27 years ago, on this day ( 1st of May), in the country I was born in, Ayrton Senna lost his life.
A couple of years before his accident, he allegedly saved Erik Comas’s life.
Ayrton had a strong personality, he wasn’t liked by everyone ( but then, who is?). He was a disruptor, he thought with his brain but often acted with his heart, he made many mistakes, and when you become that “famous,” often people forget that you are still a human being.
But he saved someone’s life, instinctually, without thinking of his own safety.
And to me, that is priceless.
How many of us, in similar situations, with much to lose from our side, would not think for a second to intervene and rescue someone else?
That was his “act with his heart” side because surely his brain would have analysed the situation in a totally different way.
The day Ayrton Senna lost his life is the day Michael Schumacher won the race. He and Mika Hakkinen were both on the podium, a scenery that we would be getting used to see a multitude of times in the years to come. A rivalry and a friendship mixed together of a deep & beautiful nature, perhaps difficult to grasp from the outside.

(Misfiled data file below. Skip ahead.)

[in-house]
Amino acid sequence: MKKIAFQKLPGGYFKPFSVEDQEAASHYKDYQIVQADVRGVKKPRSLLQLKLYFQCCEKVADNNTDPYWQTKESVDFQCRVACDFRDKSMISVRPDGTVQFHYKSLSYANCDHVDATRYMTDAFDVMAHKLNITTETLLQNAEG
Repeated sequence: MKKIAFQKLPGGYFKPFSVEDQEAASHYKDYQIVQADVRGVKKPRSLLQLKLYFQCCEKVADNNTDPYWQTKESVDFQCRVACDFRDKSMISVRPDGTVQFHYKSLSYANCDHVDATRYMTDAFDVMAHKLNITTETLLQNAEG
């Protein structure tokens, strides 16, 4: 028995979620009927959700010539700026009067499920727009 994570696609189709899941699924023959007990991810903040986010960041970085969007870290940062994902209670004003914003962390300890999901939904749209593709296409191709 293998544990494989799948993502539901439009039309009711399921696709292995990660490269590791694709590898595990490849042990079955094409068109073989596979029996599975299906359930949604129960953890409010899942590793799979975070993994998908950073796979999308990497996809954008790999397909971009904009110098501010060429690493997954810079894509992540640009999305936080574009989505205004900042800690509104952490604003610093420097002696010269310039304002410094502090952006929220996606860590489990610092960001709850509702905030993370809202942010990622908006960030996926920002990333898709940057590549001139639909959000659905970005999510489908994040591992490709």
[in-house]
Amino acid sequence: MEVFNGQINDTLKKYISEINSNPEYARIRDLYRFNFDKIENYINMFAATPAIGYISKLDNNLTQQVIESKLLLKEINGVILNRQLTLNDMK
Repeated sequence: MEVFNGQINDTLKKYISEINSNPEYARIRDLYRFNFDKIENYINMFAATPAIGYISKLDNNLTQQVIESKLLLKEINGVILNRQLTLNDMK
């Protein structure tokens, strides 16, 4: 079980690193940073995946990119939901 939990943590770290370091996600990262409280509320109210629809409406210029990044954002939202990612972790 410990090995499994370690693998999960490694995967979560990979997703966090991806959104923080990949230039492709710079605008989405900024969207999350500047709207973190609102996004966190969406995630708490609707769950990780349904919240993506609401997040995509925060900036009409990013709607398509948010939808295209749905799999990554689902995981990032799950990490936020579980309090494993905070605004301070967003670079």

I have to admit, I never particularly liked Michael, and perhaps one of the reasons is the above. He won the race when, my then idol, just died.
How dare he? How??
Have I held this against him without looking past my own angriness, frustration and blame?
You bet I did.
Until today. Today I decided that perhaps, I should look deeper into this unbelievably skilled driver and let it go. ( Here, feel free to play in the background the Frozen theme song…)
So, on a cold morning in Paris, I used my google skills and found this, and it hit me hard.
I have no idea what Michael and Mika say in the end; sadly, I do not speak either of their languages. But I can see their emotions, their friendship, and all those memories coming back to them as soon as Ayrton’s name is mentioned.
What I can see is that, however “cold”, these two highly talented drivers have always appeared to be, they are, after all, human beings and I am glad I’m not as blind to it any longer.
Some say that you too, Michael, are in Paris recovering. Coincidence?
***Schumacher contested 308 races in his career which included 91 Grand Prix wins***